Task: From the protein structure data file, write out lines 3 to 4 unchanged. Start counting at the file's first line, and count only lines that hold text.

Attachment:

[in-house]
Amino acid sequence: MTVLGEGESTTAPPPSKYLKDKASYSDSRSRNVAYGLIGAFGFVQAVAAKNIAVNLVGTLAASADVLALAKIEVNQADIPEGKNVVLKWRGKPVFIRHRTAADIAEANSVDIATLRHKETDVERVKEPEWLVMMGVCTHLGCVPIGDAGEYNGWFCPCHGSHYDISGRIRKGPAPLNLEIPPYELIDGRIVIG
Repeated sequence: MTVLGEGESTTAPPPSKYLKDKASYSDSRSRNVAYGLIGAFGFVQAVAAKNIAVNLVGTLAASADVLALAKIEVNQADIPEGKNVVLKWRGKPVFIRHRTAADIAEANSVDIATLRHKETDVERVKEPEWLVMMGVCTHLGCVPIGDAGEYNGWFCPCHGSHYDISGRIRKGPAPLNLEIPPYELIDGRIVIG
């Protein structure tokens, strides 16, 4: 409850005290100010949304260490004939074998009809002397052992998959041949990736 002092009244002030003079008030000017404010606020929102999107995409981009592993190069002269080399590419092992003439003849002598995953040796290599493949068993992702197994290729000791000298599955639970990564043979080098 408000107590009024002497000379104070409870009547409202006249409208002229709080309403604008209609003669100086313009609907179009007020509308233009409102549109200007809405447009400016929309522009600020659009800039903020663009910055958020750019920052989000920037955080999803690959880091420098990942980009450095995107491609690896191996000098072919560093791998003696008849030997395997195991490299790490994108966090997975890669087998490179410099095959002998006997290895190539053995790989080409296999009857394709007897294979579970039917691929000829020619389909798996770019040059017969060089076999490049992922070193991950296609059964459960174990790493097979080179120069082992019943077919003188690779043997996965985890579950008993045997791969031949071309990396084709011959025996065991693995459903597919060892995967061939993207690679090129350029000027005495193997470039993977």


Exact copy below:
Repeated sequence: MTVLGEGESTTAPPPSKYLKDKASYSDSRSRNVAYGLIGAFGFVQAVAAKNIAVNLVGTLAASADVLALAKIEVNQADIPEGKNVVLKWRGKPVFIRHRTAADIAEANSVDIATLRHKETDVERVKEPEWLVMMGVCTHLGCVPIGDAGEYNGWFCPCHGSHYDISGRIRKGPAPLNLEIPPYELIDGRIVIG
């Protein structure tokens, strides 16, 4: 409850005290100010949304260490004939074998009809002397052992998959041949990736 002092009244002030003079008030000017404010606020929102999107995409981009592993190069002269080399590419092992003439003849002598995953040796290599493949068993992702197994290729000791000298599955639970990564043979080098 408000107590009024002497000379104070409870009547409202006249409208002229709080309403604008209609003669100086313009609907179009007020509308233009409102549109200007809405447009400016929309522009600020659009800039903020663009910055958020750019920052989000920037955080999803690959880091420098990942980009450095995107491609690896191996000098072919560093791998003696008849030997395997195991490299790490994108966090997975890669087998490179410099095959002998006997290895190539053995790989080409296999009857394709007897294979579970039917691929000829020619389909798996770019040059017969060089076999490049992922070193991950296609059964459960174990790493097979080179120069082992019943077919003188690779043997996965985890579950008993045997791969031949071309990396084709011959025996065991693995459903597919060892995967061939993207690679090129350029000027005495193997470039993977």